This study confirms that it is a great challenge to re-enter work after becoming a disability pensioner. Of 899 disability pensioners with musculoskeletal disorders, only 1 single person had returned to full time work, while 14 had small reductions in payment of DP at 3-year follow-up. This result also included a group of disability pensioners who had participated in a previous cognitive behavioural program with a vocational approach. Despite a positive trend regarding progress towards work after 1 year, none of these individuals actually returned to work within the next 2 years. The poor results are in line with other reports on re-employment efforts among disability pensioners [8, 17].
Despite no effect in the main outcome, the initial conclusion after 1-year follow-up suggested a modest success as several participants reported to have entered into a work-related process. We expected that a proportion of the participants who had been in such a process would actually have returned to work at the 3-years follow-up. This assumption is supported by findings in other studies showing a moderate effect of brief interventions in terms of returning sick listed persons with back pain to work [18, 19]. However, no previous studies have examined long-term effects of intervention programmes directed towards disability pensioners. Therefore, the present study was carried out to examine whether an intervention would bring on a more permanent or even increased effect in the long run. The negative result of the 3-years follow-up was therefore an important, but rather disappointing finding.
Work-related interventions for this chronic group should maybe have been more extensive and individually adjusted than the brief intervention we offered. A strategy based on a closer collaboration with possible work places, and a more comprehensive program in general, including more extensive support from all parts involved in the process, might have increased the success rate. Another important factor for success in this field is the individual's positive beliefs and expectancy regarding recovery and employment [20–22]. Previously, we have reported that a majority of the disability pensioners had negative beliefs regarding returning to work . In a qualitative study of the same population we found indications that negative beliefs were linked to earlier negative experiences with the workplace. These experiences included lack of willingness from management and colleagues to make work adjustments . In addition, uncertainties about future health, financial consequences and work skills have also been reported as barriers against returning to work [10, 24]. Identifying these barriers and directly addressing them in the intervention programmes, may increase the likelihood of re-entering work .
Pensioners being in a work related process might have experienced only a small, if any, increase in income, and this fact has been described as de-motivating . A more substantial increase in income may result in a better motivation and more lasting effects. In Norway, disability pensioners are allowed to earn a limited income without any reduction in DP, and some will cope well within this frame of activity. The present study was solely based on insurance data, and therefore we do not know if any pensioners had obtained this additional income. As Norway has a very generous DP , our results might not be comparable to other countries where being employed yields a larger economic benefit.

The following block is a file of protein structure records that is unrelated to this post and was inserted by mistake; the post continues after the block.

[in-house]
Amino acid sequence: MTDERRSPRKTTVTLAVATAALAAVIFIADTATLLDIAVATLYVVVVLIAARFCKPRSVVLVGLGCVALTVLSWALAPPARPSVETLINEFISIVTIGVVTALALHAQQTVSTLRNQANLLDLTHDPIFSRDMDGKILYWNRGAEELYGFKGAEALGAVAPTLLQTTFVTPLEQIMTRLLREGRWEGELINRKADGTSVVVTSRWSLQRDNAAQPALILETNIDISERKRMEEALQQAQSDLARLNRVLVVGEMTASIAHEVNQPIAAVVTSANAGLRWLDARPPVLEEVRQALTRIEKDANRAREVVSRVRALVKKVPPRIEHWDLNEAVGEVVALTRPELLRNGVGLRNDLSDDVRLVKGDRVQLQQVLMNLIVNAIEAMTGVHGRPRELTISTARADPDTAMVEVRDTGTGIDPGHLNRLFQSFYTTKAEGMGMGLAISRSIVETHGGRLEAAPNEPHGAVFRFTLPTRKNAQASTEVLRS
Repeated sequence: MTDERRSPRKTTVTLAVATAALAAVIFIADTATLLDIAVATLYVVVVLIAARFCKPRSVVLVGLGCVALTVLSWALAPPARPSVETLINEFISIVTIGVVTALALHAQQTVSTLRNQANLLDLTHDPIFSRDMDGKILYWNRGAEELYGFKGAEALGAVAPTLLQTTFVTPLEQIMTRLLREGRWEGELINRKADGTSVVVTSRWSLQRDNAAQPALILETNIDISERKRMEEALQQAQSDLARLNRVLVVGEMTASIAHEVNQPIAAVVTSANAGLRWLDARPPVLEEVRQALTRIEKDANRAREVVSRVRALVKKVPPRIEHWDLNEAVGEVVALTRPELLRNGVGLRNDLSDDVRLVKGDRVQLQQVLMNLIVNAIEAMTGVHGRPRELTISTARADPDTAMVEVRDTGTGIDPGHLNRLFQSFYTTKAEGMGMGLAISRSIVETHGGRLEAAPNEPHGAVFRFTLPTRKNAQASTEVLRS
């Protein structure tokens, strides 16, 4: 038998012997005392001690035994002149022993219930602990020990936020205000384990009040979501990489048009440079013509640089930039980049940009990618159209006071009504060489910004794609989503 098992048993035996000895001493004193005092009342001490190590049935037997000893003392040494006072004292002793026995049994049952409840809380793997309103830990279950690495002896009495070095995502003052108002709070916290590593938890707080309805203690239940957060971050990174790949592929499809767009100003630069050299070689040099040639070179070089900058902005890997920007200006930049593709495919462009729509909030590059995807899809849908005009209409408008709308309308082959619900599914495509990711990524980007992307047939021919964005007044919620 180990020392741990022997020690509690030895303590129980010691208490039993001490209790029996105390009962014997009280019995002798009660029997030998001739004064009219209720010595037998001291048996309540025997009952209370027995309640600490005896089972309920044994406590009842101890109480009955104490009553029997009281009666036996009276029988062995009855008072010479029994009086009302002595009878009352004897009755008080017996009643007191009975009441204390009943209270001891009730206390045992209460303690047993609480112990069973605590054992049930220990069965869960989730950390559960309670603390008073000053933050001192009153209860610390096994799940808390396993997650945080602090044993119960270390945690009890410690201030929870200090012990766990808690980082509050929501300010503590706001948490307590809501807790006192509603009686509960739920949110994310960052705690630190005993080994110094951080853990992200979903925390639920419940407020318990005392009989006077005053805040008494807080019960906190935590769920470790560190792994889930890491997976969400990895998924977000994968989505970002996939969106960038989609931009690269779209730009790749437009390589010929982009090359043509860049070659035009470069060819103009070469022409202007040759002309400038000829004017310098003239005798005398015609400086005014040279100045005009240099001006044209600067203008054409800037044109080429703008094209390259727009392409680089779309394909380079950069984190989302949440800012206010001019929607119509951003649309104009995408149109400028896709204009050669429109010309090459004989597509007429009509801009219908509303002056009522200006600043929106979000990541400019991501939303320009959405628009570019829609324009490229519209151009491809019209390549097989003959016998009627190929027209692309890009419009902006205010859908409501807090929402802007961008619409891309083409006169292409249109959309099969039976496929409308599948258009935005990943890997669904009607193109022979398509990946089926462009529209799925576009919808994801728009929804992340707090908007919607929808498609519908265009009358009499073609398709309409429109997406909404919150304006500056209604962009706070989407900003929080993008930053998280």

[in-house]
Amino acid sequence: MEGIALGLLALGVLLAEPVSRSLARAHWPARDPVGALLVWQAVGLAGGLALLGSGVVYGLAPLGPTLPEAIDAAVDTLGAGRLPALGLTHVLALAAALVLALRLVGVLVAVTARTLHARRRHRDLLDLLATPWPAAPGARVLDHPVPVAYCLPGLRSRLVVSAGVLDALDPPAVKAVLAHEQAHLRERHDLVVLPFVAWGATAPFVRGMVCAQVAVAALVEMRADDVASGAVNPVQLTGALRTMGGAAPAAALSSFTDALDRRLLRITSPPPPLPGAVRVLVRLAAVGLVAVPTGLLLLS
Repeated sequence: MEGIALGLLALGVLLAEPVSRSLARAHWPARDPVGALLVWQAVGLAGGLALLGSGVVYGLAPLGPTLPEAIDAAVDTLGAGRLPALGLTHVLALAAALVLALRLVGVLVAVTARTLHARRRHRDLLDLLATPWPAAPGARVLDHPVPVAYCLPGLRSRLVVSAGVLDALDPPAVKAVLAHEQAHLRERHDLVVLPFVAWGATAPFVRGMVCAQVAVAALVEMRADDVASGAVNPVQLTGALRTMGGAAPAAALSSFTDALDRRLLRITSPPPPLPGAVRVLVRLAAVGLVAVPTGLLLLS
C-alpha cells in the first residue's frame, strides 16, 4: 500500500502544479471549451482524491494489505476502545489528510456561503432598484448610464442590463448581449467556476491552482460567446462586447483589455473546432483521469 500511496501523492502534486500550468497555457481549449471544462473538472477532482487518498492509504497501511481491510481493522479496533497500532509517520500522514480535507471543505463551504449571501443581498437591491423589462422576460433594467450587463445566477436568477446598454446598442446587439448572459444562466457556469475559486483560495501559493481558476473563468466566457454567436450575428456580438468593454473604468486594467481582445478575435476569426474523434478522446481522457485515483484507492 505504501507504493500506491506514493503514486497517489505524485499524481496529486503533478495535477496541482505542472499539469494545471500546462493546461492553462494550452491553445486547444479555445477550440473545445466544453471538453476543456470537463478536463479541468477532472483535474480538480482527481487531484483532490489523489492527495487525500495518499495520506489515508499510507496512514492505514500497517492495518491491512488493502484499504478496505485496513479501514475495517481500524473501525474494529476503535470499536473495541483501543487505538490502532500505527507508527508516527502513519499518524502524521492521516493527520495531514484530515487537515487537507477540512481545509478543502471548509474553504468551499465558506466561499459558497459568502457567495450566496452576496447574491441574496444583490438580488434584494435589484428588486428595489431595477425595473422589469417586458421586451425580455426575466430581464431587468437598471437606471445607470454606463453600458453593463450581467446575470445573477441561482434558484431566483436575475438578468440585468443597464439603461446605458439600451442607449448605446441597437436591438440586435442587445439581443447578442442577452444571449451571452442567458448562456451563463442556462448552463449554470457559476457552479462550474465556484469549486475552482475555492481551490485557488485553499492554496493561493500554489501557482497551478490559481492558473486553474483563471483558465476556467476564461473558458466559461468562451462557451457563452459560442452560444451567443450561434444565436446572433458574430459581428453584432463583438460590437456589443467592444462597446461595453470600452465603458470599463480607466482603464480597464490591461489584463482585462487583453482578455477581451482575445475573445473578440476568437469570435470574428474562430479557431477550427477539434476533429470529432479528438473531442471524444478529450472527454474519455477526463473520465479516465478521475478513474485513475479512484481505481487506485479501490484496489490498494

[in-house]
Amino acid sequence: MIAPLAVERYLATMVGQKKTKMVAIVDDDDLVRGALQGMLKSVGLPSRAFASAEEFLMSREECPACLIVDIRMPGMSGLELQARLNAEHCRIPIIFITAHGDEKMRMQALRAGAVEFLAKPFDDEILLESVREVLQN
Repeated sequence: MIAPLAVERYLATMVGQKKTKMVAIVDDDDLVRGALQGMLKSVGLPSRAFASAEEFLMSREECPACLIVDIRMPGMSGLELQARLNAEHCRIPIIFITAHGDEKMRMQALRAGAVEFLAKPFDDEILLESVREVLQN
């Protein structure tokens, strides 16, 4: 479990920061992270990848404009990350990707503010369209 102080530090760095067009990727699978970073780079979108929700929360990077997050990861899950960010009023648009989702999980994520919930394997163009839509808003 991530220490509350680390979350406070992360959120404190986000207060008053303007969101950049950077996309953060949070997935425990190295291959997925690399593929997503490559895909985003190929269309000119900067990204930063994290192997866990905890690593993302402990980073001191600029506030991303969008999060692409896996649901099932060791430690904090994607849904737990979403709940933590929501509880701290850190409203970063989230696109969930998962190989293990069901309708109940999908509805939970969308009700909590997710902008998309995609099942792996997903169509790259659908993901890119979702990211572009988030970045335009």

Failure of lasting results might also be due to the insurance policy. An initial attempt to try out for work will often be made with economic support from the social insurance offices. Transformation to a permanent job paid for by an employer has been shown to be difficult, as employers prefer to hire employees without a history of sick leave and disability if given the option.
We found no difference in long time re-employment between different diagnostic groups or between intervention and control groups. Neither age, gender, time upon DP, nor being submitted to intervention or not, seemed to influence the negative result. We found a difference between the groups regarding duration of DP varying from 9.8 to 11 years, but this small difference has probably no practical impact. We regard the long time span of disability in itself as the main obstacle to a successful return to work, not the diagnosis or vocational interventions provided. It is tempting to speculate whether the pensioners concluded that they were comfortable with their life situation as it was. Most have many health complaints  and may consider working life as too demanding, and was therefore, after several years, have come to acceptance with their situation. In a previous study, pensioners expressed that they appreciated the safety of the DP, and were reasonably satisfied with their life situation .
We used reduction in payment of DP as an indicator of having returned to work. If disability pensioners exceed the limit of income he or she is allowed to earn, the pension will be reduced correspondingly. In Norway will be no other reason for the pension to be reduced or removed. Thus, we could assume that a reduction in DP payment meant that the pensioner earned more than the allowed amount. A possible limitation in our study was that we did not have access to more detailed information about the pensioners. We do not know whether the 3 study groups were comparable regarding factors like expectancy, level of education and previous occupation. Also, considering the small number of participants who had entered a return to work process after 1 year, we find that a qualitative study outlining the pensioners' experiences of the unsuccessful return to work process could have yielded additional important information to the outcome.